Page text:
Tyger, Tyger Burning Bright
So back to that question that every English student asked back in college: how does a tiger “burn bright”? Was this the delusional Blake? The man who gave us the “doors of perception”? Maybe. The conventional interpretation was, of course, to juxtapose this poem against “The Lamb,” and speak of evil and innocence. But that sounds like an Anglican minister, not like William Blake. Were he to use the images this way, it would be with a mocking tone. No, I’d say that what “burns bright” in the tiger is the unrestrained force of nature. And if we have to search for meaning in this poem, there is a work that holds it in philosophical terms as beautifully as Blake expressed it in the poetic. It’s one of my favorite works of Edmund Burke, in fact—a work that is often overlooked or shunted aside as some curious artifact of the theory of aesthetics. But in its way, it’s every bit as important as the Reflections and perhaps even more relevant to our times and challenges. When the young Burke wrote his Philosophical Enquiry into the Origin of Our Ideas of the Sublime and Beautiful, in 1757, he was testing the boundaries of Enlightenment thought and pointing the way to the age of Romanticism. His work is about how we appreciate art and nature, how we come to call something “beautiful,” but it’s also about social and political interaction. When is humankind moved by terror and what causes this to happen? And how can this be manipulated by those who study human emotion and want to use it to enslave, rather than to liberate the human animal? (This he calls the essence of the “Oriental” mind, but as so often the case, “Oriental” is probably just a mask for something much closer to home.) “Terror is in all cases whatsoever, either more openly or latently, the ruling principle of the sublime.” Why? “Whatever is fitted in any sort to excite the ideas of pain, and danger, that is to say, whatever is in any sort terrible, or is conversant about terrible objects, or operates in a manner analogous to terror, is a source of the sublime; that is, it is productive of the strongest emotion which the mind is capable of feeling.” This notion of terror exists in objects all about us all the time, though we may seek to domesticate them, to render them harmless to us. “We have continually about us animals of a strength that is considerable, but not pernicious. Amongst these we never look for the sublime: it comes upon us in the gloomy forest, and in the howling wilderness, in the form of the lion, the tiger, the panther, or rhinoceros.”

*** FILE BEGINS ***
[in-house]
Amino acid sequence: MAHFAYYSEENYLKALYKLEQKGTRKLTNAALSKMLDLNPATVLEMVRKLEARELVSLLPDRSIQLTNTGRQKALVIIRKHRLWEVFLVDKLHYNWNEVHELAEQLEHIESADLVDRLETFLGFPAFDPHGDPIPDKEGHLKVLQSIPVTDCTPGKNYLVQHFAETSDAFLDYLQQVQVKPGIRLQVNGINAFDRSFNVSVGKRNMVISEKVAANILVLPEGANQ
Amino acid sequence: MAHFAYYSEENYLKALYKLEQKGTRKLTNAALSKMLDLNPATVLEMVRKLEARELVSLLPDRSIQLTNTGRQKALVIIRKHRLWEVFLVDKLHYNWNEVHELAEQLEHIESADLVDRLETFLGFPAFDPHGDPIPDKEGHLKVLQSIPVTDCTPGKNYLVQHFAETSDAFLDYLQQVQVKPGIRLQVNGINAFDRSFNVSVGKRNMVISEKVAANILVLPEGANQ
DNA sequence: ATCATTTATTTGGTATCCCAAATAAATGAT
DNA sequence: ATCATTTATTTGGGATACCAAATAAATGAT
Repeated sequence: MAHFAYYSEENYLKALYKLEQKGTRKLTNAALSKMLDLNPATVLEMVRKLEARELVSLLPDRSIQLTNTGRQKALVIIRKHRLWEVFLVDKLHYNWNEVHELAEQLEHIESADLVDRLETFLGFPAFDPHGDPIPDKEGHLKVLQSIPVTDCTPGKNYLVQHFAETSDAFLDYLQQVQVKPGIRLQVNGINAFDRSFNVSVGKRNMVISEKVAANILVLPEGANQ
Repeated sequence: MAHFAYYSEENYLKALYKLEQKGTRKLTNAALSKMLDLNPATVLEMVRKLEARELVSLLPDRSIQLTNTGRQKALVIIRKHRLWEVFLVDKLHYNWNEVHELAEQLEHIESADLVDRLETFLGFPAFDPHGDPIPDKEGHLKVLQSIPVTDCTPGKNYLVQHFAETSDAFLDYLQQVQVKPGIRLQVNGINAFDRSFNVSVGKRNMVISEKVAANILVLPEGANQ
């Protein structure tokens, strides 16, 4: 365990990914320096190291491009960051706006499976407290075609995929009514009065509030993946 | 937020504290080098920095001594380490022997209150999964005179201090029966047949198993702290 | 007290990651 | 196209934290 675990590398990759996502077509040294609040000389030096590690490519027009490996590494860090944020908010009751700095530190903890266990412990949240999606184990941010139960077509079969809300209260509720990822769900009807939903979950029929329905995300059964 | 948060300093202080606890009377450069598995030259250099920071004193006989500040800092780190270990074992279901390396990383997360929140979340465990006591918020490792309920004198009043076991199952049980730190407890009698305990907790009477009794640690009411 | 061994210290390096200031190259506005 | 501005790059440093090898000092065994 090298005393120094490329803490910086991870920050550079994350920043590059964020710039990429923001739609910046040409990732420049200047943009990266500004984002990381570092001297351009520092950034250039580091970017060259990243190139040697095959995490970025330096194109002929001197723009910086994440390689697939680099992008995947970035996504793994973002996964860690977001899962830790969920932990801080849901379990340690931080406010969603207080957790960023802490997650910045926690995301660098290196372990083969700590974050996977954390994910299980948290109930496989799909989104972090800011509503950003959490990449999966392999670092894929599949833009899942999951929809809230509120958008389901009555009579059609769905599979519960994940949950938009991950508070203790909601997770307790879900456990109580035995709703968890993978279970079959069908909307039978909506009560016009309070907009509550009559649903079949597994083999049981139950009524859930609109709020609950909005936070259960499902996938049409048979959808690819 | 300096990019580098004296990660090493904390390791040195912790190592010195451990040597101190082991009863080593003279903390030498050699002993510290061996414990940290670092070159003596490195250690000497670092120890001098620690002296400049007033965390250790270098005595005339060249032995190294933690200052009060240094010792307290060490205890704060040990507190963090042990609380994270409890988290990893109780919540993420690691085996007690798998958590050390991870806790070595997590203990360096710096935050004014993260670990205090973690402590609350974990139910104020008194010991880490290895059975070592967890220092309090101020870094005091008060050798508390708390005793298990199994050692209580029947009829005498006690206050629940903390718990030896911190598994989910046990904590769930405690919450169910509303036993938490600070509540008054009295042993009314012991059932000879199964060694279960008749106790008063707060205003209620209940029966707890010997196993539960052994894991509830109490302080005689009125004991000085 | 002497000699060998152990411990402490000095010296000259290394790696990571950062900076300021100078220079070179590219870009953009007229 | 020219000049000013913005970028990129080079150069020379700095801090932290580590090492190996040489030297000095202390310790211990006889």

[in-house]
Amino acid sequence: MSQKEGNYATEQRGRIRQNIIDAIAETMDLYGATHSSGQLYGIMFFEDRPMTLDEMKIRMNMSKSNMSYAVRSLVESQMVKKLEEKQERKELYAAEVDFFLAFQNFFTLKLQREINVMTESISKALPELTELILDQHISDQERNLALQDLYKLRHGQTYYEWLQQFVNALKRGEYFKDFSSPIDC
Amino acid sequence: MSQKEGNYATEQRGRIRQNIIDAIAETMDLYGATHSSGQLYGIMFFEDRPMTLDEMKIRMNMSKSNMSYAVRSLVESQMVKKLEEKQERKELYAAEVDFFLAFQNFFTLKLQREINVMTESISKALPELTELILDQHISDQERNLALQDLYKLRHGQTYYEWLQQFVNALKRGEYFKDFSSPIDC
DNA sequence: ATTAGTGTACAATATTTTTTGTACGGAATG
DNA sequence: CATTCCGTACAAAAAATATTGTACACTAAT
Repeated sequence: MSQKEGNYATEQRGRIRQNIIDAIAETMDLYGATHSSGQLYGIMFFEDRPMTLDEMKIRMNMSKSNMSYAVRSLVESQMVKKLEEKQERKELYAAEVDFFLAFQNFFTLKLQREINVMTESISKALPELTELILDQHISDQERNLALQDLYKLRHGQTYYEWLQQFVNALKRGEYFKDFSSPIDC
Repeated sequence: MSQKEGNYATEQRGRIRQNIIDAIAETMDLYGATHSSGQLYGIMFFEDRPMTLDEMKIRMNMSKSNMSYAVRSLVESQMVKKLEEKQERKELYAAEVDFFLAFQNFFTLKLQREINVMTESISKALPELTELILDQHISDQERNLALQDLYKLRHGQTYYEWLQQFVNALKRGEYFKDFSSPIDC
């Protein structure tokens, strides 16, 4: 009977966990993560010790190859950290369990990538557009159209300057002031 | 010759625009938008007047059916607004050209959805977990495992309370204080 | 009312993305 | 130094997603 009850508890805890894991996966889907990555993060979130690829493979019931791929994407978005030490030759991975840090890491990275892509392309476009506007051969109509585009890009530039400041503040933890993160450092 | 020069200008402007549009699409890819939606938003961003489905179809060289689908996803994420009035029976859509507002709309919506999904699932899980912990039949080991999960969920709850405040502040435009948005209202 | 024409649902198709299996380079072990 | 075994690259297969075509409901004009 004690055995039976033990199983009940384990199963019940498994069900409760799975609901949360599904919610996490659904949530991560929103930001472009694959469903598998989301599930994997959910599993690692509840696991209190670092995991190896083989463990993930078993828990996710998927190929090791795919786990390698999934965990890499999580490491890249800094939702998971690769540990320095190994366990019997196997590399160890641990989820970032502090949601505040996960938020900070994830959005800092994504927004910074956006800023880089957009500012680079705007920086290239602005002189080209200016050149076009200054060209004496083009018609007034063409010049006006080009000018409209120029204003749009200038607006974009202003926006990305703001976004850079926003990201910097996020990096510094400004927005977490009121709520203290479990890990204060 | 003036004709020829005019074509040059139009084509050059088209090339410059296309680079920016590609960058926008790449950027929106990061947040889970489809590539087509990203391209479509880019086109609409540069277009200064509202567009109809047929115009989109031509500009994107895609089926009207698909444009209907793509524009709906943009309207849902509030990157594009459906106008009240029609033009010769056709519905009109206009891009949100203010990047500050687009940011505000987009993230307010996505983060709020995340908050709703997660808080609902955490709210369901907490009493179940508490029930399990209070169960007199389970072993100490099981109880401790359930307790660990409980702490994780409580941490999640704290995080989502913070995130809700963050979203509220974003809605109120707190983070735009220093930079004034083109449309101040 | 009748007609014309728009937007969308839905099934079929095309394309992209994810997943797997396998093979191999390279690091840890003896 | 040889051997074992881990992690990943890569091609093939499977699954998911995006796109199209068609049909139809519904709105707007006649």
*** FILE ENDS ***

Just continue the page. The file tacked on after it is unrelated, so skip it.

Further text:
And with this in mind, read Blake’s “Tyger” and see the point well encapsulated. The tiger is a powerful image for the human psyche and our perceptions of the world.
And so is the tragic tale we unfold in today’s paper of the last minutes of life and death of the Siberian tiger Tatiana, and her human prey, in the San Francisco Zoo yesterday. Tatiana killed. But did she do wrong? She acted according to the force of her nature. Tatiana truly “burned bright”—she did as her nature would have her do—it meant terror for men. Blake’s tiger is the raw force of nature, brutal, amoral, terrorizing, but also capable of illuminating those who understand her way and behavior without becoming blindly panicked in the face of them. Blake’s poem is about terror, but not simply experiencing it—it is about the need to surmount fear, to achieve mastery of it. And for America in the closing days of 2007, is there a lesson more essential than this?
More from Scott Horton:
Conversation — March 30, 2016, 3:44 pm
Joseph Hickman discusses his new book, The Burn Pits, which tells the story of thousands of U.S. soldiers who, after returning from Iraq and Afghanistan, have developed rare cancers and respiratory diseases.
The new docudrama The People v. O. J. Simpson: American Crime Story (FX) isn’t really about Orenthal James Simpson. It’s about the trials that ran alongside his — those informal, unboundaried, court-of-public-opinion trials in which evidence was heard for and against the murder victims, the defense and the prosecution, the judge, the jury, and the Los Angeles Police Department, to say nothing of white and black America. History has freed us from suspense about Simpson’s verdict, so that the man himself (played here by Cuba Gooding Jr.) is less the tragic hero he seemed in the mid-Nineties than a curiously minor character. He comes to the center of our attention only once, in Episode 2, at the end of the lengthy Ford Bronco chase scene — which in real life was followed by a surreal cavalcade of police cars and media helicopters, as well as an estimated 95 million live viewers — when Simpson repeatedly, and with apparent sincerity, apologizes for taking up so much of so many people’s time. It is an uncannily ordinary moment of social decorum, a sort of could-you-please-pass-the-salt gesture on a sinking Titanic, in which Simpson briefly becomes more than just an archetype.
Amount an auditor estimated last year that Oregon could save each year by feeding prisoners less food:
Kentucky is the saddest state.
An Italian economist was questioned on suspicion of terrorism after a fellow passenger on an American Airlines flight witnessed him writing differential equations on a pad of paper.
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“Matt was happy enough to sustain himself on the detritus of a world he saw as careening toward self-destruction, and equally happy to scam a government he despised. 'I’m glad everyone’s so wasteful,' he told me. 'It supports my lifestyle.'”